design [edit ]

overview [edit ]

Interior horizon of T-34-85. The T-34 had well-sloped armor, a relatively brawny locomotive and wide tracks. [ 32 ] The initial T-34 adaptation had a knock-down 76.2 millimeter gunman, and is frequently called the T-34/76 ( primitively a World War II german appointment, never used by the Red Army ). In 1944, a second major interpretation began production, the T-34-85, with a larger 85 millimeter gun intended to deal with new german tanks. [ 32 ] Comparisons can be drawn between the T-34 and the U.S. M4 Sherman tank car. Both tanks were the spinal column of the armored units in their respective armies, both nations distributed these tanks to their allies, who besides used them as the pillar of their own armored formations, and both were upgraded extensively and fitted with more knock-down guns. Both were designed for mobility and facilitate of fabricate and sustenance, sacrificing some performance for these goals. Both human body were used as the initiation for a diverseness of support vehicles, such as armor convalescence vehicles, tank destroyers, and self-propelled artillery. Both were an approximately even peer for the standard German metier tank, the Panzer IV, though each of these three tanks had finical advantages and weaknesses compared with the early two. Neither the T-34 nor the M4 was a catch for Germany ‘s heavier tanks, the Panther ( technically a medium tank ) or the Tiger I ; the Soviets used the IS-2 fleshy tank and the U.S. used the M26 Pershing as the heavy tanks of their forces alternatively. [ 47 ]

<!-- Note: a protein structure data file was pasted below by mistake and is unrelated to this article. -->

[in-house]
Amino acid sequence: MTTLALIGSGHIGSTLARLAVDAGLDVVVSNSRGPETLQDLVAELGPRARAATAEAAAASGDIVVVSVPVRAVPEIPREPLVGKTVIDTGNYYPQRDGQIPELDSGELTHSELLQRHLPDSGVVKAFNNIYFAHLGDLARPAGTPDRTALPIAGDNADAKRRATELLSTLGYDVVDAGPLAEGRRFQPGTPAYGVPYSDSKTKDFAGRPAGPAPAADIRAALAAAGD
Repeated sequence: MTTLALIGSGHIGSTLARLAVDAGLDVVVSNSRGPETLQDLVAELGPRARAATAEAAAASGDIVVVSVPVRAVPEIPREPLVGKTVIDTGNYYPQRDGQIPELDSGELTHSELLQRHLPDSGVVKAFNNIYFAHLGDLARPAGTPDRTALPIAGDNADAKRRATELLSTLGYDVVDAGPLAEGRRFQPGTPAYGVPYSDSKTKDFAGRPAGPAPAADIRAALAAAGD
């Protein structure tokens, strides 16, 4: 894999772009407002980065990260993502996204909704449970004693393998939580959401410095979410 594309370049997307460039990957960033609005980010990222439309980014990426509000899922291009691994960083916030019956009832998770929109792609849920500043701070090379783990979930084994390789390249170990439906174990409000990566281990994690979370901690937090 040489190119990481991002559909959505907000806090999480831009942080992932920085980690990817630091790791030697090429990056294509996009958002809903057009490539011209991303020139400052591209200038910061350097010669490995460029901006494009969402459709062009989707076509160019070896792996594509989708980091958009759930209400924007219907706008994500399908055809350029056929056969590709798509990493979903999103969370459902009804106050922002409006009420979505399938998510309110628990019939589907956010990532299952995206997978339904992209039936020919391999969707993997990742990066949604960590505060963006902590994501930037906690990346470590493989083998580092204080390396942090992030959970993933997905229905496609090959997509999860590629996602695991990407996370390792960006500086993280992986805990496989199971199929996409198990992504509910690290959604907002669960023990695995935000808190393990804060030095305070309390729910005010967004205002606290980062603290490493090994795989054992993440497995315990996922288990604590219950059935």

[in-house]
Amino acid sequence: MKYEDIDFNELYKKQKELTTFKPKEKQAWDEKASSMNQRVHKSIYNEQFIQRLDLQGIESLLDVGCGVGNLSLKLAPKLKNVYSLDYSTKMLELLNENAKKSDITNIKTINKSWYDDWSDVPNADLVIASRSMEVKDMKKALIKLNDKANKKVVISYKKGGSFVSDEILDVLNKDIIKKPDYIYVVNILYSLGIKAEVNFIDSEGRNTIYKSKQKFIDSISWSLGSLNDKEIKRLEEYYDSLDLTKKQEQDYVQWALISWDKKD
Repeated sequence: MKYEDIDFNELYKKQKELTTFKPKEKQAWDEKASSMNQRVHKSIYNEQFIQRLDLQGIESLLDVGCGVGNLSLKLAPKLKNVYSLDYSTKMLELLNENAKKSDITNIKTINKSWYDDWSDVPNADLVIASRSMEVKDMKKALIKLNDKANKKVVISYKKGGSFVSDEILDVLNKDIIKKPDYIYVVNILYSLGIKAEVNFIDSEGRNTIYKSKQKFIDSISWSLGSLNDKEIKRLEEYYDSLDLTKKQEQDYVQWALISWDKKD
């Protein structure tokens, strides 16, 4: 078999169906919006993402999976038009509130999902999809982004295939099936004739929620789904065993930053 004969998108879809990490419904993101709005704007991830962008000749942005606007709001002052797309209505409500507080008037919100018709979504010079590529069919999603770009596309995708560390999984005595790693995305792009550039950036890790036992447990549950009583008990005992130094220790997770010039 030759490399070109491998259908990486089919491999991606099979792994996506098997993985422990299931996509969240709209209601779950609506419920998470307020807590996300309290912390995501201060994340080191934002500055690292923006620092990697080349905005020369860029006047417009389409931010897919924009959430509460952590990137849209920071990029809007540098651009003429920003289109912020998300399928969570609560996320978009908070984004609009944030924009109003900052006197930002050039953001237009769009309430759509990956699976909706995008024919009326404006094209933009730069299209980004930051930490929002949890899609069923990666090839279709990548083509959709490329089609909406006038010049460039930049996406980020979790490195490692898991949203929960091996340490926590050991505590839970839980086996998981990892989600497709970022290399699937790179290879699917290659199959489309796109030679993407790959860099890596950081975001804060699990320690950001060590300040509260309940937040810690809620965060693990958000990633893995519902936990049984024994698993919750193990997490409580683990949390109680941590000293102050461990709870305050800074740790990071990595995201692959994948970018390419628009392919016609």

Soviet medium tank models of World War II[48]
Model T-34 Model 1940 T-34 Model 1941 T-34 Model 1942 T-34 Model 1943 T-43 prototype T-34-85 T-44
Weight 26 t
(29 tons)
26.5 t
(29.2 tons)
28.5 t
(31.4 tons)
30.9 t
(34.1 tons)
34 t
(37 tons)
32 t
(35 tons)
31.9 t
(35.2 tons)
Gun 76.2 mm L-11 76.2 mm F-34 76.2 mm F-34 76.2 mm F-34 76.2 mm F-34 85 mm ZiS-S-53 85 mm ZiS-S-53
Ammunition 76 rounds 77 rounds 77 rounds 100 rounds 60 rounds 58 rounds
Fuel (internal) 460 L
(100 imp gal; 120 US gal)
610 L
(130 imp gal; 160 US gal)
556–935 L
(122–206 imp gal; 147–247 US gal)
500 L
(110 imp gal; 130 US gal)
Road range 160–290 km
(99–180 mi)
330 km
(210 mi)
240 km
(150 mi)
250–300–485 km
(155–186–301 mi)
250–260 km
(160–160 mi)
Armour 15–45 mm
(0.59–1.77 in)
20–52 mm
(0.79–2.05 in)
20–65 mm
(0.79–2.56 in)
20–70 mm
(0.79–2.76 in)
16–90 mm
(0.63–3.54 in)
20–90 mm
(0.79–3.54 in)
15–120 mm
(0.59–4.72 in)
Cost 270,000 rubles 193,000 rubles 135,000 rubles 164,000 rubles

Dimensions, road speed and engine horsepower of the respective models did not vary significantly, except for the T-43, which was slower than the T-34 .

armor [edit ]